An Open Letter

 

TO: Republican members of the Senate Judiciary Committee

Fellas, (because you don’t deserve to be called gentlemen),

Congratulations! Your votes Friday confirmed a sexual assaulter’s nomination for the United States Supreme Court. Sexual assaulter Brett Kavanaugh is just a Senate vote away from serving on the highest court in the land.

A proud day, indeed. Kavanaugh and Clarence Thomas can swap some good stories, no doubt.

I would just like to make one request of you.

After you’ve gone out and celebrated with the boys over this victory, I want you to go to every woman in your life and explain to her why you voted as you did. I want you to justify your actions to each of them, and assure them that what you did was right.

I also want you to instruct them that, if they ever have to testify in front of a panel of cranky old men about the most horrifying, degrading, humiliating event of their life, be sure to have some “corroborating evidence”, or their testimony will hold absolutely no water.

I want you to look each of them in the eyes, and tell them you truly value and respect women, unless they interfere with getting your man on the Supreme Court.

And lastly, I want you to tell every woman in America that you’re counting on her vote on Election Day.

Sincerely,

A pissed-off old man who’s utterly ashamed of every one of you.

 

BELIEVE THE WOMEN!!!

To the Young Men and Women of America, From the GOP

One of my favorite blogs is called Stuff That Needs to Be Said, by John Pavlovitz. (https://www.johnpavlovitz.com) I want to share his latest post with you, in light of Thursday’s drama regarding Dr. Christine Blasey Ford and Brett Kavanaugh: 

 

Warning: The following may be triggering for survivors of abuse.)

To Young Men and Women of America,

Have you heard us?
Is our message getting through?

We’ve been talking to you this week, trying to make sure you understand who we are, what kind of America we’re building here, the future nation we’re dreaming of.

We think we’ve been clear and compelling in our declarations, and we’ve done our best not to leave any ambiguity as to our hearts or our plans or our intentions.

We think our tirades and our condescension and our insults and our sneering tantrums have spoken eloquently about us and about you.

We hope Lindsey and Donald and Chuck and Orrin and Mitch and Brett and Susan have made a strong case—but if not, let us be more explicit in these moments, so there can be no confusion. After all, November is coming and we want you to be certain…

To the Young Men of America,

You can do whatever you want to young women.

You can disregard their humanity,
force yourself on them physically,
ignore their pleas to stop,
proceed without consent,
hurt them,

humiliate them,
indulge your urges,
treat them as property,
and silence, slander, and intimidate them after the fact.

You can do this as often as you like, to as many young girls as opportunity and your desires allow.

We will have your back (providing you are white, wealthy, and one day vote Republican.)

We will marshal our every resource of finance and position and privilege in protecting and defending you.

You will receive sanctuary in our midst, regardless of the horrors you are responsible for or the recklessness and brazenness of your conduct.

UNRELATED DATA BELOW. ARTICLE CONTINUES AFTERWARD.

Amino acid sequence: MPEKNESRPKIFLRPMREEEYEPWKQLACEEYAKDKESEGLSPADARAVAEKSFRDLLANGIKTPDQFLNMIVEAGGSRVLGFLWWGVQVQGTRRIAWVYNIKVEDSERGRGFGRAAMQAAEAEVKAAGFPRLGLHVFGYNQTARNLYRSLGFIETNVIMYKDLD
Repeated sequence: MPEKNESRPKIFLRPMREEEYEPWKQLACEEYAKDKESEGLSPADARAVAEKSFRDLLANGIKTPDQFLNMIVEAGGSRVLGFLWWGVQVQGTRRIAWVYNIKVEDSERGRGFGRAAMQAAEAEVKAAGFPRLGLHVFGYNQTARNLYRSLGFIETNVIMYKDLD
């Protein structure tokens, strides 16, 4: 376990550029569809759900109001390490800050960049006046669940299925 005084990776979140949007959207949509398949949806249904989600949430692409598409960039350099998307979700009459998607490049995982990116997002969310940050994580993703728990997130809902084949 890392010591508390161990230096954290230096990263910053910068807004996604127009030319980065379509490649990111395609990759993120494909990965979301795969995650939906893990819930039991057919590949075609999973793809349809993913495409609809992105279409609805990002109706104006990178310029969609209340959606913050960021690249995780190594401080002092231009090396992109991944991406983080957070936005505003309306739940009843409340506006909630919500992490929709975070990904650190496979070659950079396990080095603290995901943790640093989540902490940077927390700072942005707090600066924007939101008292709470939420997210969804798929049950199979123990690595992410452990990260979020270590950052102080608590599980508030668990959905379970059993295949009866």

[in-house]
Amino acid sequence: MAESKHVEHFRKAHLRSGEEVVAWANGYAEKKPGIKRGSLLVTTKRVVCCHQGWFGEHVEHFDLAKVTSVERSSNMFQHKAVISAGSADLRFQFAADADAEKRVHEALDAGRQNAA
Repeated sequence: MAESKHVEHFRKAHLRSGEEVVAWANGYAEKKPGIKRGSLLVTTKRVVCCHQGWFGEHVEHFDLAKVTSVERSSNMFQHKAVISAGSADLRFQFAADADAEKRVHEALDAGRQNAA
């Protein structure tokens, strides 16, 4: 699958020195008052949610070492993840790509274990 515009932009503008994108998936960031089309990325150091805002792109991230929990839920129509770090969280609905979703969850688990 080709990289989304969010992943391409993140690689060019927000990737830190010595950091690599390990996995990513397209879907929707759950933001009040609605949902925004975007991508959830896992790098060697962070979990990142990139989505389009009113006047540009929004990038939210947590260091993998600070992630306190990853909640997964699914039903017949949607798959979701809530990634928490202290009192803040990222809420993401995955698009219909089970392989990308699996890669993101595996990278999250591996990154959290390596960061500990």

We will help you in any way we can, to malign your accuser’s character, destroy their credibility, and embarrass them further.

We will blame alcohol or her memory or her behavior in the past.
We will talk about your viciousness in ways designed to make it seem commonplace.
We will paint you in as flattering a portrait as we can, so that you actually come out looking like the victim, so that the accusations are actually a help.
We will have no loyalty to the truth or to goodness or decency, if such things pose a threat to either your narrative or our prosperity.
We’ll use the invaluable resource of the Evangelical Church to even make supporting you, part of God’s will.

If no other option is available, we will simply ignore what you’ve done. (After all we installed a President that way.)

We will never allow the violence you make young women endure, to prevent you from having opportunity and advancement and success. 

We can promise you that.

And to Young Women of America,

You don’t matter.

Not your trauma or your pain,
not the innocence you lose,
not the damage you sustain,
not the scars you are marked by,
not the nightmares you are haunted by,
not the peace you no longer find, 
not the confidence that leaves you,
not the fear that is ever present,
not the shame that you cannot shake,
not the silence you are imprisoned by.

We simply do not see you as valuable—at least not as valuable as the status quo we’re protecting or the legislation we’re coveting or the religion we’re perpetuating or the votes we’re needing.

You are the acceptable collateral damage of our misogyny and entitlement.

Your body, your emotional health, and your sense of safety—simply aren’t worth more than a Supreme Court seat.

Of course, should a pregnancy somehow be created by your violation, we will vigorously demand that you be forced to carry it, even if it exacerbates your pain and magnifies your despair. After all, we urgently need to perpetuate the appearance that we are pro-life—just not your life.

We can imagine this is less than ideal for you, but we hope you understand that this is how it has always been, and we are counting on you to indulge us one last time, and we appreciate your cooperation. 

So, young men and women of America, we hope you see us with clarity.
We hope that in these days, we are exposing ourselves fully.
We hope you know who we are now.

We’ll see you in November.

Sincerely,

The Republican Party of 2018

 

If you are a survivor and you need help, or if you want to find out how you can be an advocate for survivors, here are some places to start:

RAINN
National Sexual Assault Hotline
EROC (End Rape on Campus)
National Domestic Violence Hotline
Safe Horizon
INCITE (For Women, Gender Non-Conforming, and Trans people of Color)
On Eagle’s Wings Ministries
Human Rights Campaign (LGBTQ)
NCLR Nation Center for Lesbian Rights 
Not Alone
Safe Helpline (Victim support for members of Military)

Live Streaming?

 

I gotta say, you dudes just crack me up when you stare at your cellphone, even while standing at the urinal in the men’s room.

Really, my man? You really can’t break away long enough to simply take a leak? What are you watching, a how-to video?

Frankly, I’m surprised you found the urinal. You could very well be peeing on the bathroom wall and have no idea. Or even found one where someone’s already standing, and right now, you’re ruining his new pants which DIDN’T COME CHEAP, PAL!

Besides, this looks like a dangerous practice to me. What if you drop that phone?

Myself, I think I would just leave it there and go buy a new one.

Maybe you have more confidence in your grip than I do. (On the phone, I mean.)